Maybe I should have named this “A Little Smog Never Hurt Anyone”. Na, I can’t quite make that statement. I am not a pollution specialist nor a doctor.
Given that this is a travel blog to encourage you to get out and kick Beijing’s “tires”, I have been thinking about the best way to approach Beijing’s smog problem. It is a dilemma for me; because I do not want to discourage you from going to this historical city.
It would be a shame if this is the reason you did not go. Skipping Beijing because of a dirty air problem would be equivalent to not picking up a dirty piece of gold. The history and culture are not to be missed. Still, it is a public relations issue for China, no doubt. It is also a potential health issue for those with respiratory and heart problems.
It is for those of you that have breathing and heart related issues that I make this post. The rest of you, don’t whimp out of me because of some dirty air.
So, Just How Bad it is?
I won’t sugarcoat it. Mmmmmm. Candied crabapples... Oh, sorry. I really love those. Hehe.
At times, it can get very bad. Just like any major city, the level and composition of the smog will vary from day to day. The winds, seasons, and distinct periods of human activity all make the degree of pollution change. Rate of industrialization also plays heavy into the Beijing smog equation.
There are several factors that contribute to the severity:
- Mountains – Beijing, like Los Angeles, is surrounded on 3 sides by mountains.
- Exploding Population – Like Los Angeles in the 1940s, ’50s, and ’60s, Beijing is today experiencing a huge percentage of population growth in a short time
- More Cars – The expansion in the size of the middle class is increasing the number of cars on the road.
- Power Plants– Power plants in the area are coal fired
- Home Based Fossil Fuel – Many of the population still use coal disks to heat their older homes and cook their food
- Lack of Regulation – The lack of strict pollution controls on local industry
- Lots of Building – The large amount of building sites in the city to accommodate the new population
- Sand Storms – Frequent sand and dust storms
- Other Large Cities – The location of other polluted cities close by, such as Tianjin.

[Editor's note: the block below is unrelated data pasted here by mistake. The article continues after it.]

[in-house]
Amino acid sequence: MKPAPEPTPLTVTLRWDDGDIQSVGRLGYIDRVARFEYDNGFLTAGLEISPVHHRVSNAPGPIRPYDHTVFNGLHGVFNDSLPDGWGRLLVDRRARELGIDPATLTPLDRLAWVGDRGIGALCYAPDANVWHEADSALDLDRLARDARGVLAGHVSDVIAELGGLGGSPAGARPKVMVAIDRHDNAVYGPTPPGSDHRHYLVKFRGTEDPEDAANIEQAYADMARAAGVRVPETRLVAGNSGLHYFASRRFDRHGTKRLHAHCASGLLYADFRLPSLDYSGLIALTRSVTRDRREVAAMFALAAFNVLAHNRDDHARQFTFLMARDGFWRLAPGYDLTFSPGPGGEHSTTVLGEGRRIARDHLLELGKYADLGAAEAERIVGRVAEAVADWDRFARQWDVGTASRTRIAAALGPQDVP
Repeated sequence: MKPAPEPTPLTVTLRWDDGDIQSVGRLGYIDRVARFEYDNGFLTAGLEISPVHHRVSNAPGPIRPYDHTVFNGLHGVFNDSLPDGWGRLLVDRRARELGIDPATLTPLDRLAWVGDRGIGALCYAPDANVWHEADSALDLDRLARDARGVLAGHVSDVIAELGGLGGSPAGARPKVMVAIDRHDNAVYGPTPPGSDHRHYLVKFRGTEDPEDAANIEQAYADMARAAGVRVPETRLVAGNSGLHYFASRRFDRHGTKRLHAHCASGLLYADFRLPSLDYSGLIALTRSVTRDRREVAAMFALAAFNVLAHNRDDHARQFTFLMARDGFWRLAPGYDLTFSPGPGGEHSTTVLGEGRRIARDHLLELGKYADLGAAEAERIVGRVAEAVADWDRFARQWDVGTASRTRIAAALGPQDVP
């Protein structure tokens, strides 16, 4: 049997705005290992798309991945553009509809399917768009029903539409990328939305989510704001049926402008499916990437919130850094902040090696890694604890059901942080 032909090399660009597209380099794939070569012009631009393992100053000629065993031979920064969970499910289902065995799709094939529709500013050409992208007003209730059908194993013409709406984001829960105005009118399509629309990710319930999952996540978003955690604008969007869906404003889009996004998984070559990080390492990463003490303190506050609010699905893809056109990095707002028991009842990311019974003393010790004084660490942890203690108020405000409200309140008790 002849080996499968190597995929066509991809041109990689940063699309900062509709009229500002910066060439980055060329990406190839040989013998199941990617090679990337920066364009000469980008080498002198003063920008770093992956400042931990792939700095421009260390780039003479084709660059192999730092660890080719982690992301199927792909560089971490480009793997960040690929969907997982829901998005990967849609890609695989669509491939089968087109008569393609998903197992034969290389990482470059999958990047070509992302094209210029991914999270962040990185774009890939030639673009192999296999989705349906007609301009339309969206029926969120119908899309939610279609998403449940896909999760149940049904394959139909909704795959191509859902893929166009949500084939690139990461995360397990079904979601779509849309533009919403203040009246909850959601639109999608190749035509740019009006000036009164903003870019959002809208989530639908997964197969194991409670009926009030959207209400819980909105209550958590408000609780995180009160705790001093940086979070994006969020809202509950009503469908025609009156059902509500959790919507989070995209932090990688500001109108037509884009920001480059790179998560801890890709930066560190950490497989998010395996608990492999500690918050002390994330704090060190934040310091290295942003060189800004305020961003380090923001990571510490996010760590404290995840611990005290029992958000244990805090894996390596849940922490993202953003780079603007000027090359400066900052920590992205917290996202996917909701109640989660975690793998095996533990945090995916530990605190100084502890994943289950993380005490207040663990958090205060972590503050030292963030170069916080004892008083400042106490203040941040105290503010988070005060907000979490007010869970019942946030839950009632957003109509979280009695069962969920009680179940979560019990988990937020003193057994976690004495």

Wow. Looks like Beijing has its work cut out to work against all those factors. Some estimates say that it will be 20 years before there can be any meaningful reduction is air pollutants.
Who Should be Concerned?
If you have heart or breathing problems, then you should take precautions. You will not have access to your normal doctor and pharmacy while there. Let your doctor know that you are going to Beijing, and see if they can give you any additional advice. Bring any medications and breathing assistance items (like inhalers) with you, and make sure you have extra.
It is possible that you will show up for a 5 day tour of Beijing, and find only blue skies. That does happen. However, there is usually some air pollution every day. I do graph the data from the US Embassy’s Twitter feed on my Beijing Air Quality Data page. There is are almost always some periods everyday where the Air Quality Index reading is in the “Unhealthy for Sensitive Groups” range, and often higher than that.
If you think “sensitive groups” means people that like to watch chick flicks and cry, that is not the kind of sensitive they are talking about. 😀
If you do not have heart or lung problems, and you are not normally short of breath, you still want to be aware of days with very high pollution. This would be considered as any day with an average AQI (Air Quality Index) over 150. You simply may not have the stamina there that you have at home. Plan your in-city activities with that in mind.
“The Chinese Live With it Every Day, and They are Doing Fine!”
Yep, you are right in that they live with it every day. Beijing has 18+ million people that breathe the city air constantly, and they are not all dead. I can offer three points on why that is.
- They have a healthier diet than we do. That may compensate somewhat, though they are starting to learn to eat like us. Face it. You are not going all the way to China to eat healthy; you are going to “vacation”.
- They are a more “physical” culture than we are. They have not automated themselves to the point of sitting around an office all day, and in front of a computer and tv all night.
- The pollution has only gotten worst in the last 20 years. The long term effects have not surfaced yet amongst the population.
Don’t worry. It will catch up with them.
“Maybe I Should Not Go?”
Oh, don’t think that way. If you are a reasonably healthy person, a short tour of Beijing will probably do you no harm. Don’t let that stop you from enjoying the enormous trove of treasures to see and experience in this ancient capital city.
I know that it is not going to stop me from returning for additional Beijing “knowledge” tours. AND candied crabapples. Hehe. –wink-
Share your thoughts about this with your buddies, and with me below.
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